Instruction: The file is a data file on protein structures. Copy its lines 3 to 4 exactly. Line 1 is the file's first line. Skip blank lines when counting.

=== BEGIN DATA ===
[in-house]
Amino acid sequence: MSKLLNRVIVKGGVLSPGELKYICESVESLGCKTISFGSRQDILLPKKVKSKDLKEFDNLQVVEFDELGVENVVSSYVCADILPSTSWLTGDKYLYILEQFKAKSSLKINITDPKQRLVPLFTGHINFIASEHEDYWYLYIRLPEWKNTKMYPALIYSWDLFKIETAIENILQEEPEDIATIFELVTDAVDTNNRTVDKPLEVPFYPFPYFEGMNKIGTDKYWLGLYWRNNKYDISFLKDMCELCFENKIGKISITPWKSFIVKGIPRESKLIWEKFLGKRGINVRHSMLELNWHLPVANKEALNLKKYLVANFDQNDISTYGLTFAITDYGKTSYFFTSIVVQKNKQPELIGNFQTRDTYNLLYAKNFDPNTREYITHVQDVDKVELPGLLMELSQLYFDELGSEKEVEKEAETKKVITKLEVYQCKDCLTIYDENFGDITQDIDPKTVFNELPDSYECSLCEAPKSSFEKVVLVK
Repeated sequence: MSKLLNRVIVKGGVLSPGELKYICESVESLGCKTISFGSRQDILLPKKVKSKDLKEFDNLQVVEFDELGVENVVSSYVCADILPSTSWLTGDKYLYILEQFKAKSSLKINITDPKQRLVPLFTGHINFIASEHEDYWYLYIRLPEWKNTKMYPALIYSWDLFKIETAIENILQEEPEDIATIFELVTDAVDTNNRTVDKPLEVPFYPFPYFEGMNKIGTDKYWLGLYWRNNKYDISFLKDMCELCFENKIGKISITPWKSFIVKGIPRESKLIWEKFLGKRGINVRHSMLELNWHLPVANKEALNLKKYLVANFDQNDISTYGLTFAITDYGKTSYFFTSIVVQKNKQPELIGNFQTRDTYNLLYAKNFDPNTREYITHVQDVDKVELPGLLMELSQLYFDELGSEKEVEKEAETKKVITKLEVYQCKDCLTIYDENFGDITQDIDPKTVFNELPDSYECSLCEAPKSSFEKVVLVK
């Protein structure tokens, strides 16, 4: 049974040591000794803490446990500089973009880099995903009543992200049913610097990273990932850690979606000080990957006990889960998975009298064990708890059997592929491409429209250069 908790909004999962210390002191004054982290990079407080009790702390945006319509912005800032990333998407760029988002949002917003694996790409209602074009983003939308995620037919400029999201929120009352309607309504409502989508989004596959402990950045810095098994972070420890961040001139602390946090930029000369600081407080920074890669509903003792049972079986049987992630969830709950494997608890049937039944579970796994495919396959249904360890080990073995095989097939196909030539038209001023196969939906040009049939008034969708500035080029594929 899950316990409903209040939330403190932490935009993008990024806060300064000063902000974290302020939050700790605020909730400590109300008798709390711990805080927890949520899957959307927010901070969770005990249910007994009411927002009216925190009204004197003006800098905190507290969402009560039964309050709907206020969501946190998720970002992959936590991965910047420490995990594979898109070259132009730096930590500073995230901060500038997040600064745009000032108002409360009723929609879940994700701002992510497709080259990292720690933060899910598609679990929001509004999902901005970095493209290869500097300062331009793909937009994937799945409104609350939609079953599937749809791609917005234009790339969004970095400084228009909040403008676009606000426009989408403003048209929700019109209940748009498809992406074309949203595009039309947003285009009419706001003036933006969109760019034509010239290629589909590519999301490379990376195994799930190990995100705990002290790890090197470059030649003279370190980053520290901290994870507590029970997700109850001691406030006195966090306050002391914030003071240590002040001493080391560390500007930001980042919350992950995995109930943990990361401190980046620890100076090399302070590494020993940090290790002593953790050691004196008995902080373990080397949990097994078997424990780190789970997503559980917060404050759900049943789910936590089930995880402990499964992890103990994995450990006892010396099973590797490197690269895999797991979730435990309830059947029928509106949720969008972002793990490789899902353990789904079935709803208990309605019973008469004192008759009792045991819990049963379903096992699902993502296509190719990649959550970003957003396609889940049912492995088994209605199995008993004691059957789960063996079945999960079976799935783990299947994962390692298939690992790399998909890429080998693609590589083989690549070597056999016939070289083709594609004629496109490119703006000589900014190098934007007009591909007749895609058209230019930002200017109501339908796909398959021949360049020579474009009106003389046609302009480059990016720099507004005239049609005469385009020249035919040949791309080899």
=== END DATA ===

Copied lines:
Repeated sequence: MSKLLNRVIVKGGVLSPGELKYICESVESLGCKTISFGSRQDILLPKKVKSKDLKEFDNLQVVEFDELGVENVVSSYVCADILPSTSWLTGDKYLYILEQFKAKSSLKINITDPKQRLVPLFTGHINFIASEHEDYWYLYIRLPEWKNTKMYPALIYSWDLFKIETAIENILQEEPEDIATIFELVTDAVDTNNRTVDKPLEVPFYPFPYFEGMNKIGTDKYWLGLYWRNNKYDISFLKDMCELCFENKIGKISITPWKSFIVKGIPRESKLIWEKFLGKRGINVRHSMLELNWHLPVANKEALNLKKYLVANFDQNDISTYGLTFAITDYGKTSYFFTSIVVQKNKQPELIGNFQTRDTYNLLYAKNFDPNTREYITHVQDVDKVELPGLLMELSQLYFDELGSEKEVEKEAETKKVITKLEVYQCKDCLTIYDENFGDITQDIDPKTVFNELPDSYECSLCEAPKSSFEKVVLVK
């Protein structure tokens, strides 16, 4: 049974040591000794803490446990500089973009880099995903009543992200049913610097990273990932850690979606000080990957006990889960998975009298064990708890059997592929491409429209250069 908790909004999962210390002191004054982290990079407080009790702390945006319509912005800032990333998407760029988002949002917003694996790409209602074009983003939308995620037919400029999201929120009352309607309504409502989508989004596959402990950045810095098994972070420890961040001139602390946090930029000369600081407080920074890669509903003792049972079986049987992630969830709950494997608890049937039944579970796994495919396959249904360890080990073995095989097939196909030539038209001023196969939906040009049939008034969708500035080029594929 899950316990409903209040939330403190932490935009993008990024806060300064000063902000974290302020939050700790605020909730400590109300008798709390711990805080927890949520899957959307927010901070969770005990249910007994009411927002009216925190009204004197003006800098905190507290969402009560039964309050709907206020969501946190998720970002992959936590991965910047420490995990594979898109070259132009730096930590500073995230901060500038997040600064745009000032108002409360009723929609879940994700701002992510497709080259990292720690933060899910598609679990929001509004999902901005970095493209290869500097300062331009793909937009994937799945409104609350939609079953599937749809791609917005234009790339969004970095400084228009909040403008676009606000426009989408403003048209929700019109209940748009498809992406074309949203595009039309947003285009009419706001003036933006969109760019034509010239290629589909590519999301490379990376195994799930190990995100705990002290790890090197470059030649003279370190980053520290901290994870507590029970997700109850001691406030006195966090306050002391914030003071240590002040001493080391560390500007930001980042919350992950995995109930943990990361401190980046620890100076090399302070590494020993940090290790002593953790050691004196008995902080373990080397949990097994078997424990780190789970997503559980917060404050759900049943789910936590089930995880402990499964992890103990994995450990006892010396099973590797490197690269895999797991979730435990309830059947029928509106949720969008972002793990490789899902353990789904079935709803208990309605019973008469004192008759009792045991819990049963379903096992699902993502296509190719990649959550970003957003396609889940049912492995088994209605199995008993004691059957789960063996079945999960079976799935783990299947994962390692298939690992790399998909890429080998693609590589083989690549070597056999016939070289083709594609004629496109490119703006000589900014190098934007007009591909007749895609058209230019930002200017109501339908796909398959021949360049020579474009009106003389046609302009480059990016720099507004005239049609005469385009020249035919040949791309080899």